Remember those infamous Mac versus PC television spots that cast the PC as a virus and malware magnet? You remember the ones: Actor Justin Long personified the Mac, and always spoke in smug, superior tones to comedian John Hodgman, who represented the perpetually perplexed, problem-plagued, and patch-prone PC. The ad campaign was a devastatingly effective one, and helped define Microsoft Windows -- and Windows Vista in particular -- as a buggy OS for socially inept losers.
The ads were often technically inaccurate and unfair, but they went unchallenged by Microsoft for so long that many less-informed viewers bought the line that the Mac was invulnerable to viruses. In political parlance, Apple defined Microsoft long before the slumbering marketing department in Redmond even realized that long-term damage was being done.
Since the heyday of the Mac vs PC campaign, things have changed. Windows 7 is arguably one of the most hardened and regularly updated OSes available, and now Apple and the Macintosh are in the headlines for fighting off malware and patching vulnerable software.
Apple Updates OS 10.5 with 'Flashback' Removal Kit
One of the biggest security stories to emerge this year was the arrival of the 'Flashback' malware, which initially appeared in late 2011. Designed to take advantage of unpatched vulnerabilities in Java for the Mac, the flashback spread quickly through thousands of largely undefended Mac computers. Russian security vendor Dr.WEB did some recent analysis of the Flashback botnet and revealed that more than 650,000 Macs were potentially infected with the malware.
Flashback is noteworthy because it heralds the collapse of the specious argument that the Mac has always been inherently superior to Windows PCs when it came to being resistant to viruses. Flashback proves that the Mac can be just as vulnerable as the PC when malware and virus authors focus their efforts on it, and the attitude of many Mac users -- who mistakenly believe that the Mac simply doesn't get malware or viruses -- has probably helped Flashback have a larger impact that it should have.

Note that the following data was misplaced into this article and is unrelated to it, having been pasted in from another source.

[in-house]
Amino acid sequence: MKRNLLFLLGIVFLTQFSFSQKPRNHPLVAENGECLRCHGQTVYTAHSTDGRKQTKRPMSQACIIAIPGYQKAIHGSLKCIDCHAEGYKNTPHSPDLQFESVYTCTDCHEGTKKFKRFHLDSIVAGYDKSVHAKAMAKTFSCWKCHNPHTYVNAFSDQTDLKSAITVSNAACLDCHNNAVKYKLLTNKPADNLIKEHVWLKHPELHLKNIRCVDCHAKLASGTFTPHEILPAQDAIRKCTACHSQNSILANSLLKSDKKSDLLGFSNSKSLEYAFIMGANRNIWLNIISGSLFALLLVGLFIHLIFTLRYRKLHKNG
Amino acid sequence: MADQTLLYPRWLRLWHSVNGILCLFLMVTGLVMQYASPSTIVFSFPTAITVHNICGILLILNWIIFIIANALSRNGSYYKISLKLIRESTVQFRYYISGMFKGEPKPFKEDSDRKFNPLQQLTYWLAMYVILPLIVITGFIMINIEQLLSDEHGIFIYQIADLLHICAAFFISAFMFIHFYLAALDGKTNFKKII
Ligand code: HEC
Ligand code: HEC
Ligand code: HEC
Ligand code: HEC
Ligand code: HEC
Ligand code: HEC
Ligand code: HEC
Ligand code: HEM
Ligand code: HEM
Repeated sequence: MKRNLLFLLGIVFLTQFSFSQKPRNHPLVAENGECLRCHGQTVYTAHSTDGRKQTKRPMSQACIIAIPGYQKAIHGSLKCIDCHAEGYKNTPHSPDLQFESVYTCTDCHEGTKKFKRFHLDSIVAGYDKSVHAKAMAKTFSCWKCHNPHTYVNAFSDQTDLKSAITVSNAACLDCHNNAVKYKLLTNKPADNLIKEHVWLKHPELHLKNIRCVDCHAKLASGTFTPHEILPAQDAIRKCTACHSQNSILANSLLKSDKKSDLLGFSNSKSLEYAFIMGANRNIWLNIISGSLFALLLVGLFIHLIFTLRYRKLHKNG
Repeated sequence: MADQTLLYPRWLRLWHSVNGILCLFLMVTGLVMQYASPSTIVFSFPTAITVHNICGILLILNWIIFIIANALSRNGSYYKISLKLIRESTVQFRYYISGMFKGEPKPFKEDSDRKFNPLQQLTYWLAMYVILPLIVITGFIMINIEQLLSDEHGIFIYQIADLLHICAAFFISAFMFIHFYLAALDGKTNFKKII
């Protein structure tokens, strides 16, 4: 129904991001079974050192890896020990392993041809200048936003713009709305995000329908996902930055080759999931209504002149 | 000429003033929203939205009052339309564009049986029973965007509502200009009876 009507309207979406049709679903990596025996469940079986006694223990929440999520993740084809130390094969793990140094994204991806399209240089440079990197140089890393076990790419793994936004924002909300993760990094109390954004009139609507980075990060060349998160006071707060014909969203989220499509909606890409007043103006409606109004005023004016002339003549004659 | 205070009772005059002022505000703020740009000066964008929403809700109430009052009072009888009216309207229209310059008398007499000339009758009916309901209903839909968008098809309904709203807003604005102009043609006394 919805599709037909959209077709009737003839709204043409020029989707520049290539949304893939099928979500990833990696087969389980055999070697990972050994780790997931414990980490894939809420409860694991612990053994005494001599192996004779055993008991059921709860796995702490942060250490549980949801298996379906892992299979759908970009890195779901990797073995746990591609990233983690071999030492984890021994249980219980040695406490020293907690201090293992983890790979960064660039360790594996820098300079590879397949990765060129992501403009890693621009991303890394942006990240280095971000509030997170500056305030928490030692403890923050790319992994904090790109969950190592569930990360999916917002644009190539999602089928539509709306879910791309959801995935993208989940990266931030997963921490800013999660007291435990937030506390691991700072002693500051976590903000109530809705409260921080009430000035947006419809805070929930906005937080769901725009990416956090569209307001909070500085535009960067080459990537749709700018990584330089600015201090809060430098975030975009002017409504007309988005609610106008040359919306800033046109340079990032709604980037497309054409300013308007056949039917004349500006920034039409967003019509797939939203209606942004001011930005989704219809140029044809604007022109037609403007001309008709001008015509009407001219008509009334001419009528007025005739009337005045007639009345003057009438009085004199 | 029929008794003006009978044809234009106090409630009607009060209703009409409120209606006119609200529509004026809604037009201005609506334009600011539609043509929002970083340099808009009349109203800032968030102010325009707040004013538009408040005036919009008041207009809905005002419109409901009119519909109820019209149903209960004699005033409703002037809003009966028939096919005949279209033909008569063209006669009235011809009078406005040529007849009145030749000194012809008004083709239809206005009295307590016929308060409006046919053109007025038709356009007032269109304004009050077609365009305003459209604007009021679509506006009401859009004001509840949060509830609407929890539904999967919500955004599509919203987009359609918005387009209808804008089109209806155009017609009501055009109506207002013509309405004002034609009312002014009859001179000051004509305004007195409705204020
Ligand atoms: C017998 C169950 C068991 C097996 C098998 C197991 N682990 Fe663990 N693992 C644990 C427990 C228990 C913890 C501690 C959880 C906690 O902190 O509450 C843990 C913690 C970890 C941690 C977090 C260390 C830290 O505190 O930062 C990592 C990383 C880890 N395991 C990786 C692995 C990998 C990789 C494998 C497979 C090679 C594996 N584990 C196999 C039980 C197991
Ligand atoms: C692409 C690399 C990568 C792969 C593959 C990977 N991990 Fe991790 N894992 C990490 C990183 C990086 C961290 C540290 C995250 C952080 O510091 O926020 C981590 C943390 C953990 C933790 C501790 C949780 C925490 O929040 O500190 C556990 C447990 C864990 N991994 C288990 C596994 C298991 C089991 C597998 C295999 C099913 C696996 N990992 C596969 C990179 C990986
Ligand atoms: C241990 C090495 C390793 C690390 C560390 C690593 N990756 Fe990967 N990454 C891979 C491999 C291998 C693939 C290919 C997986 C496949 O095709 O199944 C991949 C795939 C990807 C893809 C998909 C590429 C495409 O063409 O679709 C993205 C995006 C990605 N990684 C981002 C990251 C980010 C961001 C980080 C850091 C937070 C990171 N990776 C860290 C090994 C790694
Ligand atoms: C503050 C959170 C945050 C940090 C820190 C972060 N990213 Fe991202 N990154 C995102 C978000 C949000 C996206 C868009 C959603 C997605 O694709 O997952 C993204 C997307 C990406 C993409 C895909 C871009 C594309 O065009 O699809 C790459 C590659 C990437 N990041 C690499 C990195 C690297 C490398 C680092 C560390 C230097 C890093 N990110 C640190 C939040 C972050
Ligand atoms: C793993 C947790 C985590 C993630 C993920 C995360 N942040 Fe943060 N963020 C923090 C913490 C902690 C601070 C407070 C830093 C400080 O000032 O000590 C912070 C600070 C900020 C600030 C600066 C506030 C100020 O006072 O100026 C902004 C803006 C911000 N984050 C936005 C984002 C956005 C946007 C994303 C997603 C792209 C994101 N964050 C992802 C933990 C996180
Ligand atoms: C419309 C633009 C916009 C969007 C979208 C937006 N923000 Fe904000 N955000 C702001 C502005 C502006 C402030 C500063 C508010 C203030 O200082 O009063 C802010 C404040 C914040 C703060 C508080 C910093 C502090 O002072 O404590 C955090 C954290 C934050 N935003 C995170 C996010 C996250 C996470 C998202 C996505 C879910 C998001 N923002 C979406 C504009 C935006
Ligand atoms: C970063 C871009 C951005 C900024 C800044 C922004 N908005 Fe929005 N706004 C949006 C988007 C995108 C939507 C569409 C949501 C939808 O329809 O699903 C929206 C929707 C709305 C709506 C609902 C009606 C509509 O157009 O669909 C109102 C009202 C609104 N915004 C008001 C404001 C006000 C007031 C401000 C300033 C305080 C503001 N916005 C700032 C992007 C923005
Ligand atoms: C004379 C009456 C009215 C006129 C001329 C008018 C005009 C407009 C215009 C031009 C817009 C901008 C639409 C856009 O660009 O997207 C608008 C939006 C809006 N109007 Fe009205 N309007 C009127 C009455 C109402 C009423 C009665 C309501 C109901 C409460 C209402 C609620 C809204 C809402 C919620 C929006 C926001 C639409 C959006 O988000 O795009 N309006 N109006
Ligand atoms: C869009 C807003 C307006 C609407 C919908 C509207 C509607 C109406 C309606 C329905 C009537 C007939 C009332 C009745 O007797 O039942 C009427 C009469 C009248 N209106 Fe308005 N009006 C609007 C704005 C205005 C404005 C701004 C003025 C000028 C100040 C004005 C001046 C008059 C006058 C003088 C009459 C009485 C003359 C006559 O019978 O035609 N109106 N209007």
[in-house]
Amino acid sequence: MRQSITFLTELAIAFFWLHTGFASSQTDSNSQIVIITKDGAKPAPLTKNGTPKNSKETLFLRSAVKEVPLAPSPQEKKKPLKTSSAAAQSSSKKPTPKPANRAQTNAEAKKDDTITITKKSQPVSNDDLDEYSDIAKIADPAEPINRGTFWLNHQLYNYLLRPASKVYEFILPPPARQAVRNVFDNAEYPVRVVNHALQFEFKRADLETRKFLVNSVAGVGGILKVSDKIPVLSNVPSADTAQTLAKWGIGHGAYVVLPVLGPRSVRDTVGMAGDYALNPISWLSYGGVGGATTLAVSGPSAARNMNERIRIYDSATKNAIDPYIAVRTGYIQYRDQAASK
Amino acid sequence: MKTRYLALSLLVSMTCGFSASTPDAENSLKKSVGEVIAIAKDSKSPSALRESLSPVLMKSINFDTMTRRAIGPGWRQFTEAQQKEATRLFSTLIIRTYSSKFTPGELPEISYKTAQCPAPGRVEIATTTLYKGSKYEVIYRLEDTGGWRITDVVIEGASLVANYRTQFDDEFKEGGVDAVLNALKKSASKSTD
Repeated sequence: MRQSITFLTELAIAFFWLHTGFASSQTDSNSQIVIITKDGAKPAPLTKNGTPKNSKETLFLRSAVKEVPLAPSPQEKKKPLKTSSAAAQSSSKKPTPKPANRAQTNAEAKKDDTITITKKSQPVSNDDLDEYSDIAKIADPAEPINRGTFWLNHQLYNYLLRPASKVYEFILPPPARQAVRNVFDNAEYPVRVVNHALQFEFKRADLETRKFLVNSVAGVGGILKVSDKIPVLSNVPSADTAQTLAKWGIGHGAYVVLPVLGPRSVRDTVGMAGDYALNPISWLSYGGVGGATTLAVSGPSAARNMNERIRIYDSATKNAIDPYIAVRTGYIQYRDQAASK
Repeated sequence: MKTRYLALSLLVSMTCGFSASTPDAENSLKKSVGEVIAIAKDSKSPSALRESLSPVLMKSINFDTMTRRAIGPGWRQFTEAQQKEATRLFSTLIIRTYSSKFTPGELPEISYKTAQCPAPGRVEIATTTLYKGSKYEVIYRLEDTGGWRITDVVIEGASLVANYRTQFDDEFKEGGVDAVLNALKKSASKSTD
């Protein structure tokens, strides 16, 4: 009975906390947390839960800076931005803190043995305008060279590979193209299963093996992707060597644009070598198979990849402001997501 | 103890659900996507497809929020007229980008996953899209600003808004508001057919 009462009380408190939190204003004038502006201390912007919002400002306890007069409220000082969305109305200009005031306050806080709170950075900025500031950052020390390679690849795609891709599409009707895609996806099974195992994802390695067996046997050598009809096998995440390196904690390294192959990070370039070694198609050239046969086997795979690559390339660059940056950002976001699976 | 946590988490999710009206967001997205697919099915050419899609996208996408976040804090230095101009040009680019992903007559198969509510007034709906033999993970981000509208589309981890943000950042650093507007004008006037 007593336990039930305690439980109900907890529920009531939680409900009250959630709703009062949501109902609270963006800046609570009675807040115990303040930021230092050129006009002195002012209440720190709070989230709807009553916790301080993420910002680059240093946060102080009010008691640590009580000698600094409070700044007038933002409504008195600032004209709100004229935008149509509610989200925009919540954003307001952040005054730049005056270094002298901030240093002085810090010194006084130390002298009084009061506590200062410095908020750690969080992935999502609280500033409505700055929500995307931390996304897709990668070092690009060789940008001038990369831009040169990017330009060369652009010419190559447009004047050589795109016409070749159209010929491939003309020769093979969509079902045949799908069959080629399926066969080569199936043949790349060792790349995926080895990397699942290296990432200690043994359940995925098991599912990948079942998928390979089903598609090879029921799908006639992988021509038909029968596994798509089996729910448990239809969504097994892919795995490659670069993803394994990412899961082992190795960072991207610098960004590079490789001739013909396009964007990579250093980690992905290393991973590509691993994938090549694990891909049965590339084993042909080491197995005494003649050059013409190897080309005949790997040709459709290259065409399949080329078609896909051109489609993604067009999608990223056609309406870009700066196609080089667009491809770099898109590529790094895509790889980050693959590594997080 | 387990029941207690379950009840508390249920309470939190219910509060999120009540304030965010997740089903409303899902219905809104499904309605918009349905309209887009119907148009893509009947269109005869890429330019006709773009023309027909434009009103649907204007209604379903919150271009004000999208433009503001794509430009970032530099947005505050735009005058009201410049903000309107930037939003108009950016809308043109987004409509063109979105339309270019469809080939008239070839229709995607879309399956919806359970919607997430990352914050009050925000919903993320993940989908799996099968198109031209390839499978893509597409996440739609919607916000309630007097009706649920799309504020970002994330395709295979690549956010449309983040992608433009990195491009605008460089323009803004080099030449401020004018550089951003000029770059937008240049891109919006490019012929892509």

Let's be honest: The Mac's alleged resistance to malware and viruses has always had more to do with the fact that Windows PCs presented a much larger (and more economical) target for virus and malware writers than the comparatively miniscule installed base of Apple computers. With Apple selling more Macs than ever before, it wouldn't be a stretch to say that we'll probably start seeing more Mac viruses and malware in the future. If you have a friend or colleague that still believes that the Mac is immune to viruses or malware, please show them this article.
In order to combat the spread of Flashback, Apple has issued security updates for Mac OS X 10.7 Lion, OS X 10.6 Snow Leopard, and OS X 10.5 Leopard, and released a Flashback removal tool that helps users remove Flashback from their systems if they've been infected.Quicktime for Windows Patched
In somewhat related news, Apple also released an update for their popular QuickTime software to update it to version 7.2.2. A posting on the Apple security website states that the update was meant to fix a QuickTime vulnerability that could be exploited by users "visiting a maliciously crafted website" that could remotely install code that could "lead to an unexpected application termination or arbitrary code execution."
Have you had to deal with Flashback removal for Macs in your IT environment? Share your thoughts by adding a comment to this blog post or contributing to the discussion on Twitter.